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Job Security! Become a UI Programmer!

My friend @Ryan_Treadwell recently tweeted about the value and job security of being a UI Programmer in the game industry. This generated a few questions about the career path, which he directed to me. I’ve been writing games for many years so I decided to put my thoughts and experience on this subject here. Without further ado, the UI Programmer FAQ!

Why are UI programmers rare?
In my experience, game industry programmers generally gravitate towards one of the following areas: Graphics, physics, engine systems, gameplay, or tools. Unfortunately this means the UI usually gets put on the new hires or on the team doing gameplay or tools, it rarely gets the experienced engineers it deserves. Why is this? I honestly don’t know. It’s a very challenging job and generally the artists and designers go above and beyond to show their appreciation for the work you do. My best guess is it just doesn’t grab a programmer’s attention, it’s not perceived as cool as something like graphics or gameplay.

What is a UI programmer?
A UI programmer is ultimately responsible for the UI when you’re playing the game; this includes the menus, prompts, HUDs, etc. and how they interact with the rest of the game systems. Some circumstances require the UI programmer to write code which places each object and to write code which handles the interactions between the UI and the rest of the game. Better circumstances require the UI programmer to write and maintain a set of tools which allow the artists and designers to fully customize the UI with little to no engineering support.

Why should I be a UI programmer?
Job security – every project has this need! UI used to be an afterthought, but now games are focused more and more on a great User Experience. Talented UI programmers are respected because it’s a challenging skill not many people want to pursue. If you choose this path you’ll probably be in demand by everyone and you’ll have the luxury of selectively picking your projects.

What does a UI programmer use?
There isn’t an industry standard. I’ve had a hand in helping author the UI for many games (from indie to AAA), and almost every engine has its own solution. In my experience Lua, ActionScript, and C# are popular languages and learning a couple of them would be useful (more on that later). Placing the UI art on screen usually consists of a 2D editor which exports UI information to a format understood by the engine (e.g. text, XML, JSON). For preexisting solutions; Scaleform is a popular 3rd party UI system which can be integrated into game engines, and Unity and Unreal they have their own custom UI solutions involving custom tools and C# or C++.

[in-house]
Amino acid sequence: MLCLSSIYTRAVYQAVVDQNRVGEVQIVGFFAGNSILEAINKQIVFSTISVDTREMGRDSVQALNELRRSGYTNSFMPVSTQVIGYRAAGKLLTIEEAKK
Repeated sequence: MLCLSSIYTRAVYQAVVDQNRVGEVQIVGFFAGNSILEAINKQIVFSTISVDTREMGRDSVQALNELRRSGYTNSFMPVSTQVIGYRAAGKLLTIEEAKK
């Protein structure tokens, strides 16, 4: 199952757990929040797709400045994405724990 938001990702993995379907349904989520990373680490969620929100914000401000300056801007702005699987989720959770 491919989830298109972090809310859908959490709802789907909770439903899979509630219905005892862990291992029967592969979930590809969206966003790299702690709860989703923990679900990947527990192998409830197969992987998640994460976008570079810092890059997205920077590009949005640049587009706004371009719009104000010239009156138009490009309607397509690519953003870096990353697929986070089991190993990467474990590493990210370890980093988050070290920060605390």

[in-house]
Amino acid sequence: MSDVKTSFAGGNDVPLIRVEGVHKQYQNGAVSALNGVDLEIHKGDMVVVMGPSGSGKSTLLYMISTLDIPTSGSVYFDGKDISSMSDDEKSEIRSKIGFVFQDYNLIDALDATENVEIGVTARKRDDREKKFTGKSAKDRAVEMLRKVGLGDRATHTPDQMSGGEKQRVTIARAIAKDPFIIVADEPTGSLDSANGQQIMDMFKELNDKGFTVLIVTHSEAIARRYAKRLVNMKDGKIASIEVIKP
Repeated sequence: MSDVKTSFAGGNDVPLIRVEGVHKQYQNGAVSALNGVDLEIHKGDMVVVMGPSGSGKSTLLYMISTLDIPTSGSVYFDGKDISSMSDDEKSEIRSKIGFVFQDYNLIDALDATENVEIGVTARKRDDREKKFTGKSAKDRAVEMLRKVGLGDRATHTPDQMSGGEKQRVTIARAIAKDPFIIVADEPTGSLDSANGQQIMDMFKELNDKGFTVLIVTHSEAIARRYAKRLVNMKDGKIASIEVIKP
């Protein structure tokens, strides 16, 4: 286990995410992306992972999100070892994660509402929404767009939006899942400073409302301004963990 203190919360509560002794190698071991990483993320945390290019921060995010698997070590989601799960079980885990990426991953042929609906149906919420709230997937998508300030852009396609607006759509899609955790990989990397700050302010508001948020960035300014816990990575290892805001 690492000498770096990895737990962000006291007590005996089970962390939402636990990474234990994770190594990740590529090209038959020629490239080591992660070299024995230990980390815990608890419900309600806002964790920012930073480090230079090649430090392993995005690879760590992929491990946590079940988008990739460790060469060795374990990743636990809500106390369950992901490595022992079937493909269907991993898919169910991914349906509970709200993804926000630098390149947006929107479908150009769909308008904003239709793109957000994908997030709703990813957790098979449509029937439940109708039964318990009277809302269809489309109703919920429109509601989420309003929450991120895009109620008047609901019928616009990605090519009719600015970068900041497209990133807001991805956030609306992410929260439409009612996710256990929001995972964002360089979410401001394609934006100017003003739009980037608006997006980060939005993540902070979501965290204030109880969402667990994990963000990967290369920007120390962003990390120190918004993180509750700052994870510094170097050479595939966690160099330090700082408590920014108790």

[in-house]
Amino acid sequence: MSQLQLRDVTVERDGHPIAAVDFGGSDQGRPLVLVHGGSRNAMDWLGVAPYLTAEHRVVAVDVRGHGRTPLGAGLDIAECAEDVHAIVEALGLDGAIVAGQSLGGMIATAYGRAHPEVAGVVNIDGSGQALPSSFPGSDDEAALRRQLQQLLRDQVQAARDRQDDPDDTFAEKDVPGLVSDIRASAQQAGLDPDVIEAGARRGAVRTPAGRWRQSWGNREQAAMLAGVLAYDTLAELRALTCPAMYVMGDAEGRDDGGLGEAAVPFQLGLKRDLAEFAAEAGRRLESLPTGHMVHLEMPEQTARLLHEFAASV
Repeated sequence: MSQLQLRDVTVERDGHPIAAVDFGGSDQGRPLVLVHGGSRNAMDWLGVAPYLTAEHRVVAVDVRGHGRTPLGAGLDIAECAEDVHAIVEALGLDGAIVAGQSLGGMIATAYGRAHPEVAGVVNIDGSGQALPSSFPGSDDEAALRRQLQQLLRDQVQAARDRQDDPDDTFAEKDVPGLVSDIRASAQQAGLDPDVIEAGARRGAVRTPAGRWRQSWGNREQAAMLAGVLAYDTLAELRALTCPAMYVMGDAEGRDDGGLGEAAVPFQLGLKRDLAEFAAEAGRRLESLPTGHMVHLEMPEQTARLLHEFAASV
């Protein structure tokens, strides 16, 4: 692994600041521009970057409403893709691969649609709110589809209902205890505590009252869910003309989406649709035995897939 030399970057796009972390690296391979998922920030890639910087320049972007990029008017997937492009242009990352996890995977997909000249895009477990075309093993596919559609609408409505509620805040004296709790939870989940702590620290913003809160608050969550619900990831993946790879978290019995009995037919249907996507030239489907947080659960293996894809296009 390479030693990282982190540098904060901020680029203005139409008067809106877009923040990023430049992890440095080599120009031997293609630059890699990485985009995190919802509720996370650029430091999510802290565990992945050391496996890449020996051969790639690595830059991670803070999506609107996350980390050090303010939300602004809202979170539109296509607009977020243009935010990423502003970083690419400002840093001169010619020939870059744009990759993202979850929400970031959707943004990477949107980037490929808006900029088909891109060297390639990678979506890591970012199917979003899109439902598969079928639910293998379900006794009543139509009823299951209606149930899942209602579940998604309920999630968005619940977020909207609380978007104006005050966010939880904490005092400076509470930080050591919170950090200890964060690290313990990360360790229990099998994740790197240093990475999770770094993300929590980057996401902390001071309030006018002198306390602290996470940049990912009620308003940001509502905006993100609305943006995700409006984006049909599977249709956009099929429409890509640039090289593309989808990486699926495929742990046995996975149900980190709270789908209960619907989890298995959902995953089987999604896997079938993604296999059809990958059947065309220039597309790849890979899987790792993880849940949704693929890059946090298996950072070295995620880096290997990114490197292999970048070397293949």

I want to become a UI programmer, where do I start?
That’s awesome! We need more of them. The first step is getting comfortable writing code. As I mentioned above; C++, C#, and Lua are good languages to be comfortable in. If you’re not there yet, I’d recommend picking up a good programming book or two and going through them, perhaps even contribute to some projects. You want to get to a point where you’re confident in your abilities because UI programming can be deceptively difficult!

Once you’re feeling confident, find some UI to write! Here are some ideas:

  • There are tons of in development indie games which could probably use some UI help, try reaching out and see if you can contribute.
  • Get the source to a pre-existing game and overhaul the UI for it – reskin it, change its behavior, and make it your own – the experience would be invaluable.
  • Grab Unreal or Unity, watch all of their UI tutorials – code up a small project of your own to showcase your work.

Most of all – just write some sort of UI code, even if it’s over a pretend game. Keep at it, keep refining it, keep finding ways to make it better.

Alright, I’ve done all that, now what?
Awesome! After you have something tangible to show, the next step is to show it off. Apply at every company you’d like to work for – whether or not they have a specific job posting for a UI programmer. Be very clear in your cover letter and on your resume that you want to program UI and include examples of what you’ve done. I guarantee your resume will stand out!

I hope this was helpful. Please feel free to reach out to me here, on twitter: @mcferront, or on gmail: trappermcferron. So many people have helped me throughout my career, I hope I can provide some useful advice for others.

Extra special thanks to @Ryan_Treadwell for proof reading this and making it sound much better than the first draft!


In the late 80s I was in love with the NES, it blew my Intellivision and Atari 800XL away; at the time it seemed like a machine that was capable of infinite power. During that period there was one fateful night I examined the NES unit and noticed a small compartment at the bottom, upon removing the plastic guard I discovered it was an expansion port! My mind reeled with possibilities, what would Nintendo do with this amazing new interface we discovered?
The expansion port with the plastic stab still attached

NES Expansion Port
The expansion port with the tab removed, courtesy of

Fast forward to 2015. Nothing was ever officially done with the expansion port and it was removed in the later top loading revision of the NES. I only know of one unofficial project which attempted to use it; Chkyn’s ENIO EXP Board which allows the NES to communicate with devices and IP hosts, unfortunately it seems to have stalled awhile ago.

My NES Twitter project was to fulfill a childhood dream; to use the expansion port to enhance the NES in some awesome way. Internet connectivity is always fun, so I started down that path and decided to use the expansion port to allow the NES to communicate with the world by sending a Tweet through Twitter. So that’s where we are today. The rest of this article is the technical details of how it works. I’d like to preface with the disclaimer that I’m not a hardware engineer, there are many improvements which can be made; my primary goal was to finish a proof of concept.


The NES expansion port exposes the NES’ data bus, some cartridge pass-through pins, and address line A15 (among many other things).

I use the combination of these to write to an external piece of SRAM shared with a microcontroller (MC). As the SRAM is written to by the NES; the MC grabs it and processes it. I have the NES writing a simple message protocol which can be one of two messages. The first is an “Echo” where the MC will write back (I.e. “echo”) a value to the NES, and the second is a “Tweet” where the MC will relay a tweet from the NES to a server over TCP/IP.

Here is the high level design:

NES writes a value to SRAM

NES signals the MC that it has updated SRAM

MC reads the value from SRAM

MC writes a value to SRAM (If warranted by the message)

NES read the value from SRAM (If warranted by the message)